No, Left-Hand-Side Driving on Foreign Roads is Not Scary…
“I don’t scare easily, but nothing puts the fear of God in me like left-hand-side driving on foreign roads” is what Christopher Elliott wrote in this article for Travelers United, which is an advocacy membership organization that represents all travelers. “On a recent visit to Bermuda, while I was taking a pre-dawn walk along a winding road, I nearly collided with a swarm of scooters. Turns out I was facing the wrong direction. In London, despite signs on the pavement warning tourists and absent-minded pedestrians to ‘look right,’ I was almost run over by a bus. I’ve never tried to rent a car there. I don’t dare.”
No, Left-Hand-Side Driving on Foreign Roads is Not Scary…
As a citizen of the United States, I am accustomed to driving on the right side of the road…
…so does that mean that those who drive on the left side of the road drive on the wrong side of the road? Of course not — but that can cause potential discomfort to a person who has never driven on the opposite side of the road to what he or she is used to in his or her native country.
I will never forget the anticipation and trepidation of driving on the left side of the road for the first time: I was traveling as a passenger in the business class cabin seated upstairs on a Boeing 747-400 aircraft operated by Qantas Airways; and during the flight which lasted for approximately 14 hours — interrupted by a nap which lasted 30 minutes at the most; and that is not counting no sleep on two previous flights — I frankly was quite nervous about driving on the left side of the road.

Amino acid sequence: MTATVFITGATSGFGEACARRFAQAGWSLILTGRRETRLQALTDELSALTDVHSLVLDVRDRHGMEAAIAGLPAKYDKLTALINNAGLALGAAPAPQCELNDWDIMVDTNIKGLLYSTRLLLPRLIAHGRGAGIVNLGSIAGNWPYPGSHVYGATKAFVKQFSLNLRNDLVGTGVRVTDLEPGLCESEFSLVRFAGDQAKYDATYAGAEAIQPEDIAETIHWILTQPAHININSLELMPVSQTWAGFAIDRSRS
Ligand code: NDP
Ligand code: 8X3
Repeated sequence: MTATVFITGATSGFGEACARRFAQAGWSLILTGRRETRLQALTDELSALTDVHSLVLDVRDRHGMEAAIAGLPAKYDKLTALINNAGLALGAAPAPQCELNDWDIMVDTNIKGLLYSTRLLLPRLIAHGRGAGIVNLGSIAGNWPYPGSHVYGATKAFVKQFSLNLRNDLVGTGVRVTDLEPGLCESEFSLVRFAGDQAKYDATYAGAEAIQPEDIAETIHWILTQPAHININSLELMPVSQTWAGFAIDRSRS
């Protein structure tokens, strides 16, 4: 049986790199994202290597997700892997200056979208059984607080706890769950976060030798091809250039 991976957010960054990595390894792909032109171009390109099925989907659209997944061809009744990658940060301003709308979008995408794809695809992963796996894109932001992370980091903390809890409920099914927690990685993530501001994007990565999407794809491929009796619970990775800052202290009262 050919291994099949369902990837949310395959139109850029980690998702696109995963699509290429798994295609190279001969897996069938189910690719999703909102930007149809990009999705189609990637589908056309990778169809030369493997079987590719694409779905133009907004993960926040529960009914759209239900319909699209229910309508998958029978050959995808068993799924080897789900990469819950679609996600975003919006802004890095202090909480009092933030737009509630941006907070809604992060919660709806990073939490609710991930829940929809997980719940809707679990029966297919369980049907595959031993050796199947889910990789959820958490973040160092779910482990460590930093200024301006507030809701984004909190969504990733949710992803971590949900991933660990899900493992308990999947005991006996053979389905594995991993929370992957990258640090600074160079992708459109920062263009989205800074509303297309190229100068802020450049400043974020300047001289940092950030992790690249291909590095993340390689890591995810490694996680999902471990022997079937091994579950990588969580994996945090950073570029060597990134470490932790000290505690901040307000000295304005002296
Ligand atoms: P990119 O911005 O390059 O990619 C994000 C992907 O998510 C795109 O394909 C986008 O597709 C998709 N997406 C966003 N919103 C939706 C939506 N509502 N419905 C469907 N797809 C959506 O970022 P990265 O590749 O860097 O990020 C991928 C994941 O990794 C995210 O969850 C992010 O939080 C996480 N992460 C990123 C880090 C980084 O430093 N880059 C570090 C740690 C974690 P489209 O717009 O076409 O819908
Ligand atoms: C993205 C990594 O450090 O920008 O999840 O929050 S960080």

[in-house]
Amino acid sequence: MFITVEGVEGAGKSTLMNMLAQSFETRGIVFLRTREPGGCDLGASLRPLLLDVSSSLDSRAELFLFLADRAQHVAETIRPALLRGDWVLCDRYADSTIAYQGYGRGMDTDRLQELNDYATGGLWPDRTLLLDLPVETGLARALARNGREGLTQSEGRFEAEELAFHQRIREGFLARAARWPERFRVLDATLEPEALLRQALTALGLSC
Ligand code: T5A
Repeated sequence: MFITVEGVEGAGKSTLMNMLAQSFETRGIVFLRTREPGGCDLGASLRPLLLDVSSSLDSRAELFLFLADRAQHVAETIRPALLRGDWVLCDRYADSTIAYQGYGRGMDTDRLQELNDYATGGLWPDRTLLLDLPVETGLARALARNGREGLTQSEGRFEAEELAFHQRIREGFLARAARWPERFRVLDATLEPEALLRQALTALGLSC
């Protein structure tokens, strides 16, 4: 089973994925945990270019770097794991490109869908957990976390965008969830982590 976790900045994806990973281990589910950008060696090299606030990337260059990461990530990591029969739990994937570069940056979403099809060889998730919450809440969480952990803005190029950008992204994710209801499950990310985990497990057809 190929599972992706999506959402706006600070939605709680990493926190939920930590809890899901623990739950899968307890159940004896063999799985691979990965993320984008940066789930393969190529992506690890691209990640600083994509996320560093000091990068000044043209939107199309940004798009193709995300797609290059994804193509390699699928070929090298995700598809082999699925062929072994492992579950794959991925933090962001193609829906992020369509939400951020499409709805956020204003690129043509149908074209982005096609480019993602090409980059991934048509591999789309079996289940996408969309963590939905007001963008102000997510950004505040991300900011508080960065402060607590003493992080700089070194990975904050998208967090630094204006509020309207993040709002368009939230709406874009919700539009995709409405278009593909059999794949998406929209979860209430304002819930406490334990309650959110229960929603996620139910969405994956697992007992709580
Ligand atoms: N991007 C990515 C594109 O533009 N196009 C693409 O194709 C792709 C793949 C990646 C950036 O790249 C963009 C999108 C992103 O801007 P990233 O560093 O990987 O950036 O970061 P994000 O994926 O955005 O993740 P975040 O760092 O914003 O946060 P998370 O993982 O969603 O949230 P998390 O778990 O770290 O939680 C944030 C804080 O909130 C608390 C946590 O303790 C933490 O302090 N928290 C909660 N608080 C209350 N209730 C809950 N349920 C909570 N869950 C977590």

Fortunately, I am experienced with driving a vehicle with manual transmission; but I am not left-handed. How will I do shifting with my left hand? Is everything in reverse to what I am accustomed — the gears, the pedals, the light and windshield wiper control stalks?
Despite the fact that approximately 90 percent of the total road distance in the world carries traffic on the right side of the road, I have since driven in at least eleven countries where driving on the left side of the road is compulsory; and I have never been involved in an accident — unless you count that stupid pothole I encountered on highway R76 in South Africa on my way to Lesotho.